4

votes

What is the truth about oxalate-rich food?

Answered on August 19, 2014
Created April 30, 2013 at 9:43 AM

There seems to be hundreds of questions concerning oxalate-rich food (such as spinach, but also sweet potatoes), but I didn't find a satisfactory answer somewhere regarding if you should avoid eating spinach or such on a daily basis.


We already know the following, so no need to comment and this:

  1. Yes, people who are sensitive to oxalate should avoid it.
  2. Nothing should be eaten every day.
  3. Nothing should be eaten in too high quantities.

Let us focus on:

  1. Is the oxalate only binding and prohibiting the minerals from that veggie to get digested or is it interfering with other foods to get digested readily?
  2. Do we get a net increase in body minerals after consuming oxalate-rich food?
  3. Does our gut bacteria has something to do with how good/bad oxalate is for us as some people claim?

My totally unscientific, but experienced-based and logical conclusion is that spinach will add minerals and give you a healthier body. The oxalate will only make some amount of minerals in the spinach to go wasted and will probably have a very low impact on other foods digested in the body.

But I love to hear what you have to say!

Ace526caa4e31dff012790a879652957

on May 02, 2013
at 01:47 PM

Since it takes two atoms of calcium to satisfy the bonds on every molecule of oxalate, you can see where this would easily "use up" the calcium provided by the spinach, and start binding to calcium in the other foods you've eaten. If you've planned well, you've eaten enough calcium in the meal to offset this. If you're not, the remainder is left either to be broken down by your gut bacteria (if you're lucky enough to have them), or to be absorbed by your digestive tract.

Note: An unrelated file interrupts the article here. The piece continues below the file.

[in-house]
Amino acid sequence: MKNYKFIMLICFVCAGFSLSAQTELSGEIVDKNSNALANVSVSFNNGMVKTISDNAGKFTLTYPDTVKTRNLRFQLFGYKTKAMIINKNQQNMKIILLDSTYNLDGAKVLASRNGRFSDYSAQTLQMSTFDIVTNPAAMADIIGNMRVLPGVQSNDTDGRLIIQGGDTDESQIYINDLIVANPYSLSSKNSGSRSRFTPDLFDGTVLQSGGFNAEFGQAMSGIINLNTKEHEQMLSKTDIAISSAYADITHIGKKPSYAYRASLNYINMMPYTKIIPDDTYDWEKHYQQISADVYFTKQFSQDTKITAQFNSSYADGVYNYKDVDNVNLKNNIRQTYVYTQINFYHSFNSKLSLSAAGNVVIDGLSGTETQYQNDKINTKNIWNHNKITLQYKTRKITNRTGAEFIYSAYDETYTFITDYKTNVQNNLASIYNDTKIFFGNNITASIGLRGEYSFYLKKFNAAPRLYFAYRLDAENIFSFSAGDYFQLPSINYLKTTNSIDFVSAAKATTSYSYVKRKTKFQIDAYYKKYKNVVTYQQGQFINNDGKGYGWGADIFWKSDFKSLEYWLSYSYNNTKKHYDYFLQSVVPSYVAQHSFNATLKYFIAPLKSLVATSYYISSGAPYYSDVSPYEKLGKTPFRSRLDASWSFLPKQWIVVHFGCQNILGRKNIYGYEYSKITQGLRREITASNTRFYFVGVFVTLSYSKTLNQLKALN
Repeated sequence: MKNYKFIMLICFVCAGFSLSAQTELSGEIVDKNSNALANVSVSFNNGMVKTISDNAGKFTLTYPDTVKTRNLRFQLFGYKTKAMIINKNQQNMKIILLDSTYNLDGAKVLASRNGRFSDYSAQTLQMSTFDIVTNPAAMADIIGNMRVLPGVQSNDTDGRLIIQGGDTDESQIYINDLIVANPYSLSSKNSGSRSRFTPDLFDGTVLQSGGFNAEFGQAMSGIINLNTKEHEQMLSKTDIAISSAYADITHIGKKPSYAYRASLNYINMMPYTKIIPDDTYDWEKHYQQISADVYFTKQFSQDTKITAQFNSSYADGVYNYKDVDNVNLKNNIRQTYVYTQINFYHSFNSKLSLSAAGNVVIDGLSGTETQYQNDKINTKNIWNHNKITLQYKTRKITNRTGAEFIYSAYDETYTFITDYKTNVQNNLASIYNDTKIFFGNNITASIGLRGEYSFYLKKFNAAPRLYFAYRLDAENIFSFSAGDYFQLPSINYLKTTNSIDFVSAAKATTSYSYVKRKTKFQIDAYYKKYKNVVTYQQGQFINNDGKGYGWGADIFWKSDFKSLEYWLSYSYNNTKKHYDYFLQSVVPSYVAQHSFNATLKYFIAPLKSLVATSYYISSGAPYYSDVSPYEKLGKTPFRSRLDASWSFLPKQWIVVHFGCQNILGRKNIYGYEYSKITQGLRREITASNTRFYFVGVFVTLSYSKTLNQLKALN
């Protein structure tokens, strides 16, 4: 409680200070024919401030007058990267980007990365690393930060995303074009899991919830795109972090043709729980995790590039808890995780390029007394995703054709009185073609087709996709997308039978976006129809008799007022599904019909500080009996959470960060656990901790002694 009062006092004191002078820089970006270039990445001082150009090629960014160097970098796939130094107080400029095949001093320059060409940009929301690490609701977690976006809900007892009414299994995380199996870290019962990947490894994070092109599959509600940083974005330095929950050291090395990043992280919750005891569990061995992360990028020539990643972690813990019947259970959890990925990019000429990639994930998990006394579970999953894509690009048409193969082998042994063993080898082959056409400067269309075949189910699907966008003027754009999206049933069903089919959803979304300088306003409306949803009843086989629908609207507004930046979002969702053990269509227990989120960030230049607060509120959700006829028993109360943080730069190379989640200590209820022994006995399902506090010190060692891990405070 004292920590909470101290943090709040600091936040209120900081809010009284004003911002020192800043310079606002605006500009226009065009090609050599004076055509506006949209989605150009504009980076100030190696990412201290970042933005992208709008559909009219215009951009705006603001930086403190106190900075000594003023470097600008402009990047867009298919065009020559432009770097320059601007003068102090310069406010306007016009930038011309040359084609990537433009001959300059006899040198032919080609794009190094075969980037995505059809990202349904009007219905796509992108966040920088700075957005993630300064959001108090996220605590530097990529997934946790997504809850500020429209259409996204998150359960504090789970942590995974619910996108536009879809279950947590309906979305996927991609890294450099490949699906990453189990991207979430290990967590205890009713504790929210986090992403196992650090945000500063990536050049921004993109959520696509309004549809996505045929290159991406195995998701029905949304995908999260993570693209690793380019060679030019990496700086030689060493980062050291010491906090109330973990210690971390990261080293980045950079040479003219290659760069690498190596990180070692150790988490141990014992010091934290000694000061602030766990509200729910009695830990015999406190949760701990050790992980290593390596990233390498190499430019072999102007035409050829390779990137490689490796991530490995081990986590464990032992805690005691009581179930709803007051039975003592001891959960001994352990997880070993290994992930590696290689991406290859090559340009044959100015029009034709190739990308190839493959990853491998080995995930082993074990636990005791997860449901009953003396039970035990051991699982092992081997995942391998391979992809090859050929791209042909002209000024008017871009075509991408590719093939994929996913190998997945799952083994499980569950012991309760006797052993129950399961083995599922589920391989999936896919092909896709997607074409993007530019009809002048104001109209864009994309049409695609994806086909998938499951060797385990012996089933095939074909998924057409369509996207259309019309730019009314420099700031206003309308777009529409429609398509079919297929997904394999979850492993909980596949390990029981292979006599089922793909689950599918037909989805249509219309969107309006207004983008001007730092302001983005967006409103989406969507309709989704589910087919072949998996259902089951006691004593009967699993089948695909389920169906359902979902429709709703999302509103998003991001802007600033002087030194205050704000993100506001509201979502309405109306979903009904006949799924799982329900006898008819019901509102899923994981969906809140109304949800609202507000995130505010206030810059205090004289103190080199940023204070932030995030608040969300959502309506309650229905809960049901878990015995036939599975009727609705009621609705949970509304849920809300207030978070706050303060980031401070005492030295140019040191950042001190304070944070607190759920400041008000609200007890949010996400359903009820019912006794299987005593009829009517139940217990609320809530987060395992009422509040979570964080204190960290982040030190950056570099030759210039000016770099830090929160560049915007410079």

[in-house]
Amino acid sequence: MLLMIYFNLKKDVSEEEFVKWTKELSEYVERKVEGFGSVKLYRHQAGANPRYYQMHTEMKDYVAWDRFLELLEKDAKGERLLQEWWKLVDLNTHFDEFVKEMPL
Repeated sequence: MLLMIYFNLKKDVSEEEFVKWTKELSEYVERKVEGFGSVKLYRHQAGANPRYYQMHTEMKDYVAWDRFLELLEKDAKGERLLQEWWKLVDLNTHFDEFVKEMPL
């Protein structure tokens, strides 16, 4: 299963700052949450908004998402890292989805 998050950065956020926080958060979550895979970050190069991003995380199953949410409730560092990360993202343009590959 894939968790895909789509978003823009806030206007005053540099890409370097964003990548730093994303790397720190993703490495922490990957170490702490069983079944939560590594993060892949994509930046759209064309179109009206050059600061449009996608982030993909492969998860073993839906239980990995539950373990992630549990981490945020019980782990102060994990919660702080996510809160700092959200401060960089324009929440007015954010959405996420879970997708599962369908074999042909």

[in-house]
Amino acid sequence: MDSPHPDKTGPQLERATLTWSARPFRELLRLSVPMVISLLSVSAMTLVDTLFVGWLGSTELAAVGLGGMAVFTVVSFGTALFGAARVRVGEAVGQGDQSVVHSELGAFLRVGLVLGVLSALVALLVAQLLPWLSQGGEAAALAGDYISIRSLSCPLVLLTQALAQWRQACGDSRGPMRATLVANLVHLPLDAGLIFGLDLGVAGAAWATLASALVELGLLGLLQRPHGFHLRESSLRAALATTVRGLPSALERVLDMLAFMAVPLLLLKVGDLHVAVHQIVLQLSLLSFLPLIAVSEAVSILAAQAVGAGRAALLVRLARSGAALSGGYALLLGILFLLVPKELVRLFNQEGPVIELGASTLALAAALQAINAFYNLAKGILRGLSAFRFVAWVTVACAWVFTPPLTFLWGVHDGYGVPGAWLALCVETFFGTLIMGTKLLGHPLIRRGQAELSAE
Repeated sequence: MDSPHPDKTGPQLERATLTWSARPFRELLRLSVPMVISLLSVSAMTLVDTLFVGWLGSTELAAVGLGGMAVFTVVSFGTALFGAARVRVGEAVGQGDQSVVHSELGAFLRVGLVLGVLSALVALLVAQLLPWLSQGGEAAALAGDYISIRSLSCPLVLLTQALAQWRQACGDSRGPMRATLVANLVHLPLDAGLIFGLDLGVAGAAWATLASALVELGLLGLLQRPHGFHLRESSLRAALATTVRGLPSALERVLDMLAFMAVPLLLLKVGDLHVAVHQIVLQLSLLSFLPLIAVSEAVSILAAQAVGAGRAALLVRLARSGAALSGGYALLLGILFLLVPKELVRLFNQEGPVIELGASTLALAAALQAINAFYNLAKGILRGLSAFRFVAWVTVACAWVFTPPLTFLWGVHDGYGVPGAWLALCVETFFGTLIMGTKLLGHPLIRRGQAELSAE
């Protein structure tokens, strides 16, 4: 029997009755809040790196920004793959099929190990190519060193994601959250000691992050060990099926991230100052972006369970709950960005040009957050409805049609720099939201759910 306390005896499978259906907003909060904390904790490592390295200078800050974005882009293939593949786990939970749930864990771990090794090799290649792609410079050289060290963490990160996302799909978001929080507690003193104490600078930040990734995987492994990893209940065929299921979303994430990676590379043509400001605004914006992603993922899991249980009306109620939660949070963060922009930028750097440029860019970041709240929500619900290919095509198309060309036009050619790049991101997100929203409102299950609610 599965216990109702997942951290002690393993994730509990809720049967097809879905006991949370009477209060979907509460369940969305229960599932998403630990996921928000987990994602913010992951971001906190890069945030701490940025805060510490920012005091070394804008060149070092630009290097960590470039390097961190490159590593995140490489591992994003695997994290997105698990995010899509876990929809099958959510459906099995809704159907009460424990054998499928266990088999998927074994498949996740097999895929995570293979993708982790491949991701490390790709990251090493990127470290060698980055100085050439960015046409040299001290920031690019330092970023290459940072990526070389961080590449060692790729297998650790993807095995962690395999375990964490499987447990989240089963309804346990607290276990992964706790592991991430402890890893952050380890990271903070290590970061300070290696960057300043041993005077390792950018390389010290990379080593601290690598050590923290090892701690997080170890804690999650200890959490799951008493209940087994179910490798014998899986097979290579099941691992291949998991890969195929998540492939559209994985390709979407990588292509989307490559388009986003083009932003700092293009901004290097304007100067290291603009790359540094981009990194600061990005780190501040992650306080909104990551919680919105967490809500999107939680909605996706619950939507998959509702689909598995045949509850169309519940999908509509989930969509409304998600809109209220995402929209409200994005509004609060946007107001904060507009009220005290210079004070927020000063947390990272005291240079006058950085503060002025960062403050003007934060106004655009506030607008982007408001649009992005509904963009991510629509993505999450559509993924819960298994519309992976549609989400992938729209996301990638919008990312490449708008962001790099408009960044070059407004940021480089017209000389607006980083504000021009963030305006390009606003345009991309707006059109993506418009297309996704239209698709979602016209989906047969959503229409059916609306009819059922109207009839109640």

Ace526caa4e31dff012790a879652957

on May 02, 2013
at 01:44 PM

Yes, as I mentioned above, those whose guts are colonized with the correct species of bacteria are able to break down at least SOME oxalate. The problem comes with foods that have such a high percentage of oxalate that it just overwhelms the whole system - gut bacteria, mineral absorption, everything. Spinach is one such. For a good (albeit dated) scientific article that can help you understand, try this: http://jn.nutrition.org/content/18/3/233.full.pdf As shown in that article, spinach leaves are 0.89% oxalic acid by dry weight, but only 0.11% calcium by dry weight. (continued)

Medium avatar

(115)

on May 01, 2013
at 04:24 PM

I would like to see the scientific source of you claim that spinach results in net loss of minerals. I would say that is a false statement. According to April S post: http://paleohacks.com/questions/109174/oxalates-in-leafy-greens-should-we-worry/109187#109187 From scientific studies it is shown that oxalate can be broken down by (healthy?) people.

4886d3390cb1de913ecc198e72cc072c

on May 01, 2013
at 04:52 AM

Check out this website for more info on oxalates: http://lowoxalate.info/

742ff8ba4ff55e84593ede14ac1c3cab

(3536)

on May 01, 2013
at 12:14 AM

Good question. I eat a lot of sweet potato because it seems like the only carb I could handle, and the oxalate issue has always been in the back of my mind.

3327924660b1e2f8f8fc4ca27fedf2b2

(2919)

on April 30, 2013
at 04:32 PM

Spinach is the only leafy green that gives me diarrhea, consistently. Baby spinach is even worse I find than "adult" spinach.

32652cb696b75182cb121009ee4edea3

(5802)

on April 30, 2013
at 12:38 PM

Good question, and I am especially interested in #3. Of all the things I struggle to eat, oxalates are NOT one of them. As a matter of fact, they are one of the foods that really give me long-lasting energy, as opposed to carb-spiked energy.

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3 Answers

2
Ace526caa4e31dff012790a879652957

on April 30, 2013
at 07:27 PM

I would say that, on average, spinach in particular would result in a net loss of minerals, because it is SO high in oxalate. Most (though not all) other oxalate-containing foods are nowhere near this high. As for your other questions, I'll tackle them in order: